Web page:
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Nurse named Australia’s leading critical care researcher

Dr Naomi Hammond has been named Australia’s leading critical care researcher in The Australian’s 2024 Research magazine.

Naomi was recently recognised in the national publication for her extensive and collaborative research into intravenous fluids.

The registered nurse, holding a doctorate and two Masters, feels particularly humbled by her recognition in critical care — a traditionally medically dominated field.

“I think this recognition for me as a nurse actually just goes to show the collaborative nature of critical care,” she said.

Naomi has been working with the Australian and New Zealand Intensive Care Society clinical trials group, a collegial and multi disciplinary community, since 2004.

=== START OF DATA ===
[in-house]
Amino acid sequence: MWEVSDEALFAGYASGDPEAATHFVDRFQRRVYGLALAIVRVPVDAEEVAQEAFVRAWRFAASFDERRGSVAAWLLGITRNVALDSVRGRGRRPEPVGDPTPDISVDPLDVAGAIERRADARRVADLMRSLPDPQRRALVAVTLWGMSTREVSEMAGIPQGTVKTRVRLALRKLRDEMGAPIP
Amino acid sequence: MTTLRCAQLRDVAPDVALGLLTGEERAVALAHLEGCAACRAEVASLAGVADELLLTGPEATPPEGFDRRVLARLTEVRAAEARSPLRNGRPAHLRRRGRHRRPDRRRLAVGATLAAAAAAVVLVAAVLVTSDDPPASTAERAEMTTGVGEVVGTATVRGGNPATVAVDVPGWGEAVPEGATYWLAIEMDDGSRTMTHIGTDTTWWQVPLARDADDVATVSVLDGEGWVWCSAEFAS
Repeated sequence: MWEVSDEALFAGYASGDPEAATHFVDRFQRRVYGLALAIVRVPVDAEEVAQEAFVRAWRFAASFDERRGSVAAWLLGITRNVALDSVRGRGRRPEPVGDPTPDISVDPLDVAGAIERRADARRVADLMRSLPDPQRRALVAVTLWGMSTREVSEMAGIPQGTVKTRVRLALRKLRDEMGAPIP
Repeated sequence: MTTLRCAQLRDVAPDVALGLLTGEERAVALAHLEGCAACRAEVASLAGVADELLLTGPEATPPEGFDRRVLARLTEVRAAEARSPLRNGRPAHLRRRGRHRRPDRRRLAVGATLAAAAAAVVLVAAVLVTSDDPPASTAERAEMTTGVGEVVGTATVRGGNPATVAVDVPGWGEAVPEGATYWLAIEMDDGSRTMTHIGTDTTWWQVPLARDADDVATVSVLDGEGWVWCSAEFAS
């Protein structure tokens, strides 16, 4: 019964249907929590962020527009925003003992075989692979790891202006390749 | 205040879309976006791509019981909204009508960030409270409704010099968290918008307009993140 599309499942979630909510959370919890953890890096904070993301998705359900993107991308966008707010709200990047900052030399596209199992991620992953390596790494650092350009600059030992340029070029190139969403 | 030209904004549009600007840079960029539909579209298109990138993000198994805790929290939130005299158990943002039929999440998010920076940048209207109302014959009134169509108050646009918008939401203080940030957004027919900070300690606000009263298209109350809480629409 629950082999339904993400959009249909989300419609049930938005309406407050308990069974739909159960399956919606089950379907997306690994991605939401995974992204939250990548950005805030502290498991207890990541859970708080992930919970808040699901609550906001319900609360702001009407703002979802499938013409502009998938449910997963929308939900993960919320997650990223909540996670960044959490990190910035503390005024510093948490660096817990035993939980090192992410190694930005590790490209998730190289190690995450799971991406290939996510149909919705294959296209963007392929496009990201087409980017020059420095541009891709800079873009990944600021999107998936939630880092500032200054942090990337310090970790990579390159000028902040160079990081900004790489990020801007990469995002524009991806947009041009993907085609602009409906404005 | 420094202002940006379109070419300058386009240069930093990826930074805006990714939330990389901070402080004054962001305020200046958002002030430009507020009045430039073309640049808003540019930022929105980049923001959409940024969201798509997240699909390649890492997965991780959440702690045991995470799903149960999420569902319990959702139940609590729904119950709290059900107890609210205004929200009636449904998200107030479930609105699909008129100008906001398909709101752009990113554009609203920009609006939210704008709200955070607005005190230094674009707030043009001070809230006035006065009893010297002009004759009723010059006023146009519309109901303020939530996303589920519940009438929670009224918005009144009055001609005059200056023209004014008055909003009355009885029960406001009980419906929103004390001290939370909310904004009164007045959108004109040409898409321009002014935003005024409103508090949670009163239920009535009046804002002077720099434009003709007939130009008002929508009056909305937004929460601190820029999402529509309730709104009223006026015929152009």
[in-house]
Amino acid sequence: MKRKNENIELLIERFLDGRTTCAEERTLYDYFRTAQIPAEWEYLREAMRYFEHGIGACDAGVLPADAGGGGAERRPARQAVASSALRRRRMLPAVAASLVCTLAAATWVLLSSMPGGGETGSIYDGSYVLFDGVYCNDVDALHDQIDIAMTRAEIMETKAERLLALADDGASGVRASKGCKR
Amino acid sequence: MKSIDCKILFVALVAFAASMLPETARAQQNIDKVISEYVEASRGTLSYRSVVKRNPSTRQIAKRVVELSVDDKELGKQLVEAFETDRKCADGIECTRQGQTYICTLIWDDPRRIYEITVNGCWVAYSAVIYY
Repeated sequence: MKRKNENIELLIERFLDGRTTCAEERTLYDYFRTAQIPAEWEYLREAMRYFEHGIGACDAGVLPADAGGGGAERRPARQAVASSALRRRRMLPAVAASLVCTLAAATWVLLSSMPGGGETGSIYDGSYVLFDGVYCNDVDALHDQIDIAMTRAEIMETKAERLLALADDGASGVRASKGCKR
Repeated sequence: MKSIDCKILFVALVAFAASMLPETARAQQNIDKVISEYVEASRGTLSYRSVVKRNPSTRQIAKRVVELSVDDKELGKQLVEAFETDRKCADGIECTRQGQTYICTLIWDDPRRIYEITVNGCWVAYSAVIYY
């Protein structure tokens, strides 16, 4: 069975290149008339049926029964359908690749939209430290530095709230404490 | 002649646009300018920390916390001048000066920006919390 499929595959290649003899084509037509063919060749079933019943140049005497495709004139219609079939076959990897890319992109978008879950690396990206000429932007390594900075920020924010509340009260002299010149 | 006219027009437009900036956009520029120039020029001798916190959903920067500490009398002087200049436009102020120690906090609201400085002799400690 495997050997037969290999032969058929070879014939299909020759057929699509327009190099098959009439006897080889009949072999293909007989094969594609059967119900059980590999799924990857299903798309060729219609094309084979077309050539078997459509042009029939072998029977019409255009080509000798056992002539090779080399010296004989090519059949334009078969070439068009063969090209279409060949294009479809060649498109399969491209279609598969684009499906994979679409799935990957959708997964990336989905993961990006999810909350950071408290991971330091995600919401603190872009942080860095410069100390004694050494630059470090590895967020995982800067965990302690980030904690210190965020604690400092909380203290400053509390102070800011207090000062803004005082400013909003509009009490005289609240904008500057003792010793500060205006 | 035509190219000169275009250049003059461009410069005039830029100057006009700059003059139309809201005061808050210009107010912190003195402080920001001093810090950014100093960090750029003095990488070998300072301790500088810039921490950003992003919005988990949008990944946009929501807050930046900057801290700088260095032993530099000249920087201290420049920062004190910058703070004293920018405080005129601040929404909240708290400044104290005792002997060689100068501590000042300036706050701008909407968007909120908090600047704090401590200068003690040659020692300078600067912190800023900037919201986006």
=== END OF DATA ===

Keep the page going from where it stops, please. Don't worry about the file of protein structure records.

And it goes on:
After discovering that intravenous fluids have different outcomes for different patients, the group has globally influenced how clinicians use critical care fluids and what types.

Passionate about sepsis research, Naomi has also been immersed in a long-term study, which found significant long-term burdens for survivors of this severe infection.

It has led her to establish a dedicated follow up clinic at Royal North Shore Hospital for sepsis survivors, and other critically ill patients and their families.

Naomi wears a lot of hats — she is the intensive care clinical research manager at the RNSH, the head of the critical care program at the George Institute for Global Health and conjoint associate professor at UNSW’s faculty of medicine.

How does she find the time? “I think with critical care we’re used to doing everything immediately, so we just get on with it,” she said.

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